Monday, February 12, 2018

One Down, Two to Go

If this were a television show, this is the part where a person with a wonderful speaking voice would say, “Previously, on the Sowers4Pastors blog…” That’s TV talk for, “Hey, let me refresh your memory, or just fill you in if you happened to miss an episode.” Well, this isn’t a television show, but previously on the Sowers4Pastors blog, we talked about the logistics of hosting three back-to-back teams. Now that you’re all caught up, we can move on to this week’s episode, er, post. It’s entitled One Down, Two To Go.

Team One, from Christ Church of Orlando, otherwise known as the Bridge-in-a-Week team, came down and did their thing (which you may have deduced involved building a bridge in a week). Russell and Allen thought this would be a good opportunity to explain the 4-way partnership that makes such a project possible.

The first partner is a church in the States. Not only does a church send a team to Honduras, they also raise a portion of the funding for the project. A participating church needs to be committed to providing finances, as well as labor. That commitment to finances helps purchase a significant amount of the necessary supplies. Then team members donate a week’s time and a lot of muscle toward building a bridge.

Partner number two is the local government, which helps determine where the bridge is most needed. Local government also helps pay for some of the building materials.

The local community serves as partner number three. As the people who will benefit from the completed bridge, the local community supplies most of the unskilled labor. Their tasks include removing rocks from the river, being involved with the team as the concrete is poured, and going up the mountain to get wood for the bridge deck.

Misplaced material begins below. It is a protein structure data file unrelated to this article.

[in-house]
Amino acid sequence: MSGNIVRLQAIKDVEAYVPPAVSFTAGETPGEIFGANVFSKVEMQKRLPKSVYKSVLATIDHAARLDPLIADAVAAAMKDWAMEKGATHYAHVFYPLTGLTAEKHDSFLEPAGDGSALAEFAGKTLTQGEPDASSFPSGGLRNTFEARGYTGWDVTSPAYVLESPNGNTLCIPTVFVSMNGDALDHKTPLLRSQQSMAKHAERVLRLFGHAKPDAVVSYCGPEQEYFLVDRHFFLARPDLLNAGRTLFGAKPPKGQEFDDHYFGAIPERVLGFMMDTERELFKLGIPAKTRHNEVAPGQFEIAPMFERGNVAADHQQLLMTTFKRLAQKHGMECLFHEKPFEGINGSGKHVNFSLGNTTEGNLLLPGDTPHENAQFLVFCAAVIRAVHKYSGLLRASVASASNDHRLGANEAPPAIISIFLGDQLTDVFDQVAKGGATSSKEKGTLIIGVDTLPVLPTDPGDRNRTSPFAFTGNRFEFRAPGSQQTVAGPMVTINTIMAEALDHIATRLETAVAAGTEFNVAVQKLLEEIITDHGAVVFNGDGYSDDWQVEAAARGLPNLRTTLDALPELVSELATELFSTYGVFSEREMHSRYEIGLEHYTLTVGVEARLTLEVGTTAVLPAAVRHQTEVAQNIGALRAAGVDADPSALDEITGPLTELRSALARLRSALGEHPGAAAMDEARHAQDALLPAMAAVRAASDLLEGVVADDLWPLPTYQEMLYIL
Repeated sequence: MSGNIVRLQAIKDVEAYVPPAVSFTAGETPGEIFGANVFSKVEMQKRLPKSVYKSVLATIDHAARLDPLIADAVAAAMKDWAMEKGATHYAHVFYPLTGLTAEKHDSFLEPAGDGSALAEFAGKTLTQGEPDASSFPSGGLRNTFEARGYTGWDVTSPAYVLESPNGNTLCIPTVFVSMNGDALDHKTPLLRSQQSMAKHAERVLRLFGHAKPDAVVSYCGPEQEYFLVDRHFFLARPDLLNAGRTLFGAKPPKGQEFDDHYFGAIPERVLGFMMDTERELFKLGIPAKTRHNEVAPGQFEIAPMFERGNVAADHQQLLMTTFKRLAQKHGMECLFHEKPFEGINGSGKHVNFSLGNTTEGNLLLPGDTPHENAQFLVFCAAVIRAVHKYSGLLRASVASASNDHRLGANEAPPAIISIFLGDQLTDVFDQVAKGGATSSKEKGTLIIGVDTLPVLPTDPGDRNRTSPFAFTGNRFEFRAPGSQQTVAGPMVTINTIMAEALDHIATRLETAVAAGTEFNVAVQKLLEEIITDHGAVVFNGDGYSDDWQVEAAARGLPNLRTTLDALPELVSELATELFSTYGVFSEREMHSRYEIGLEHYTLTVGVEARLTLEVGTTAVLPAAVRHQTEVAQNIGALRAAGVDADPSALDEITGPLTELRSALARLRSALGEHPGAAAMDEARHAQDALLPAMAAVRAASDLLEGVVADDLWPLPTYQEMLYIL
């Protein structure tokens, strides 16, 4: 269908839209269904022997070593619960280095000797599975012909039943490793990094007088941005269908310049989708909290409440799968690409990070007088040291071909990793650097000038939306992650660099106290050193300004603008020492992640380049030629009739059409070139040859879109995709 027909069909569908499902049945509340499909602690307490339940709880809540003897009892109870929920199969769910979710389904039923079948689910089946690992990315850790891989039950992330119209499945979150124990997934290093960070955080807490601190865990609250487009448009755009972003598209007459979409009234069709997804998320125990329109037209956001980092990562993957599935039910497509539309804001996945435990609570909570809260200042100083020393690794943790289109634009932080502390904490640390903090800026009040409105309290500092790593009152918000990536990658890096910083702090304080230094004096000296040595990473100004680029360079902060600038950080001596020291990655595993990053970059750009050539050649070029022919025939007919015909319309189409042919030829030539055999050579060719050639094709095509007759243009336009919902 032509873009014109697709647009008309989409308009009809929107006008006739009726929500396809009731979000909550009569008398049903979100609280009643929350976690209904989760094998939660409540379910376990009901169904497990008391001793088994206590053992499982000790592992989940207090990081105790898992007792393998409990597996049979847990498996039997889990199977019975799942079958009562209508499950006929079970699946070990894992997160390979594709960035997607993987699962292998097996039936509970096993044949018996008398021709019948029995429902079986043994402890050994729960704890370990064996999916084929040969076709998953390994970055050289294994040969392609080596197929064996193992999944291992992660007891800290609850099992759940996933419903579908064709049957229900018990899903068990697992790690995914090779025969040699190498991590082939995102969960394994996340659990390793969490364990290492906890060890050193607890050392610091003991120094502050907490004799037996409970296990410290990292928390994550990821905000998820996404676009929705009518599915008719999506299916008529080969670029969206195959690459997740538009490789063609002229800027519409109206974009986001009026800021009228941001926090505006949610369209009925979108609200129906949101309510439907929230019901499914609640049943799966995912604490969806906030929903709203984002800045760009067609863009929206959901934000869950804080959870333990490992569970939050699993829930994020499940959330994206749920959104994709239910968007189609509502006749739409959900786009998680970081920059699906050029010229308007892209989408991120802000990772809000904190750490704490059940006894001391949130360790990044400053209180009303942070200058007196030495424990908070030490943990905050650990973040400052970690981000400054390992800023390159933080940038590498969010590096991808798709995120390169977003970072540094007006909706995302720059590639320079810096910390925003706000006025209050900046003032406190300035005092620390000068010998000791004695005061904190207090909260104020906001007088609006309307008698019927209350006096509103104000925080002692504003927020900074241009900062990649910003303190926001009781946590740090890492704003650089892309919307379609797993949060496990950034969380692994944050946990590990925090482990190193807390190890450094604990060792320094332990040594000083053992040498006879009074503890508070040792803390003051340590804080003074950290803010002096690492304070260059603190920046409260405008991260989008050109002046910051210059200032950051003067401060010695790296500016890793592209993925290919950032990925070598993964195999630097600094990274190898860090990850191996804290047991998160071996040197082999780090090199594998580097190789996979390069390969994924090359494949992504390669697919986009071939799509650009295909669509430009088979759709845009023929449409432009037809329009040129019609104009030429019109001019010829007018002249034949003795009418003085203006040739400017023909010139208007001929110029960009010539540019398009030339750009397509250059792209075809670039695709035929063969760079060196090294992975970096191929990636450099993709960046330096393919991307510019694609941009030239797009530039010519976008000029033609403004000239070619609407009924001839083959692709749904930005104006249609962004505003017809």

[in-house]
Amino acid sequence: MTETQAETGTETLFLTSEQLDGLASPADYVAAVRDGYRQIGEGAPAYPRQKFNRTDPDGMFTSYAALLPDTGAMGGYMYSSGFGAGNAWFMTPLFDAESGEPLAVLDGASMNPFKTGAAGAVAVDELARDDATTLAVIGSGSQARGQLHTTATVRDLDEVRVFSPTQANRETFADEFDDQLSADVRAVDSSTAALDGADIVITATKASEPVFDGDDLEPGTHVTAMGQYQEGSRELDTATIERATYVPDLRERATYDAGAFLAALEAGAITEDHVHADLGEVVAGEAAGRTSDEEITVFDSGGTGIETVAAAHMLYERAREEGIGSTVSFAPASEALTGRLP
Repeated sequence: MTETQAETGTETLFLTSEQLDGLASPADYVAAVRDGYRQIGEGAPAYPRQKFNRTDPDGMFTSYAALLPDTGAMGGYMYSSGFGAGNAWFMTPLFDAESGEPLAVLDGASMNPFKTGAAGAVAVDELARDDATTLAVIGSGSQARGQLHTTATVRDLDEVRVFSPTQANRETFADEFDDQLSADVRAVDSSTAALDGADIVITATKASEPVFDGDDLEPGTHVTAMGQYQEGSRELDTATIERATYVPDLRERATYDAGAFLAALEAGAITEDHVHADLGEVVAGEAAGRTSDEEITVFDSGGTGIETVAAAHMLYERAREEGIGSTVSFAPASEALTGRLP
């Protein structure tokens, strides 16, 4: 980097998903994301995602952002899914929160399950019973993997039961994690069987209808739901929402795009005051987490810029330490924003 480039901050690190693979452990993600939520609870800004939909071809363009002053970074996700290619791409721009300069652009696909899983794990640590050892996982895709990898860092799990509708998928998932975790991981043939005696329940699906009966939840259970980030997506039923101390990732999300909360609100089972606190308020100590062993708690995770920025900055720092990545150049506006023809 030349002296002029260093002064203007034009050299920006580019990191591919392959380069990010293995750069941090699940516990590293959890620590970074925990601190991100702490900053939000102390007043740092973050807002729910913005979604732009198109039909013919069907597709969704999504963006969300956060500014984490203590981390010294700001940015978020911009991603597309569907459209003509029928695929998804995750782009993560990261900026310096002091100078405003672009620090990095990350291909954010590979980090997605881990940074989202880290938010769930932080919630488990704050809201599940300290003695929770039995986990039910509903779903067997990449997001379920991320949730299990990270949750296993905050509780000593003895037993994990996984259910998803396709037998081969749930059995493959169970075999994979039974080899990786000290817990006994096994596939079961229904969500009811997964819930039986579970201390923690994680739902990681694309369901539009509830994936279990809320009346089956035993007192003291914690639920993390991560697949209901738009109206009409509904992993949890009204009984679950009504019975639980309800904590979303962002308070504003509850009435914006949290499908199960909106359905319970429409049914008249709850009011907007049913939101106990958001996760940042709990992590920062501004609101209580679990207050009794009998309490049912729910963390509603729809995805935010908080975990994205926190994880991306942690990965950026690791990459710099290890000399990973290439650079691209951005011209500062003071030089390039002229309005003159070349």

Naturally, the fourth partner is Sowers4Pastors. They choose an appropriate bridge design for that location, calculate the construction budget, host the visiting team, transport them to and from the airport, get the supplies, coordinate the whole project, make sure there are enough volunteers, provide the skilled labor, and supervise the construction.

No one person pays for such a project. It relies on both North Americans and Hondurans. The Honduran government and a North American church join forces.

Team One arrived on a Saturday and the bridge was completed by Friday. Here’s what their week looked like:

Sunday--They showed up bright and early to dig holes. At that point, nothing had been done other than the prep work of gathering supplies, and the welding of internal, structural parts. They started pouring concrete on Sunday.

Monday--The second hole was completed on Monday and more concrete was poured.

Tuesday--This concluded the pouring of the concrete, as the handrails were put in place.

Wednesday--They started to string cables by walking the cable down through the river and tying them down on each side. The cables were tightened and made the correct length, so the deck of the bridge would be level.

Thursday & Friday--They built the deck of the bridge.

By Friday afternoon, they headed back to San Pedro Sula to spend the night before flying out on Saturday. Russell pointed out that by getting teams to San Pedro Sula the night prior to departure, they’ve never had a team miss a flight.

Now, if this were a television show, a voice would say, “Next week on the Sowers4Pastors blog…” But, like me, you’ll just have to tune in next week!

 - posted by Christi

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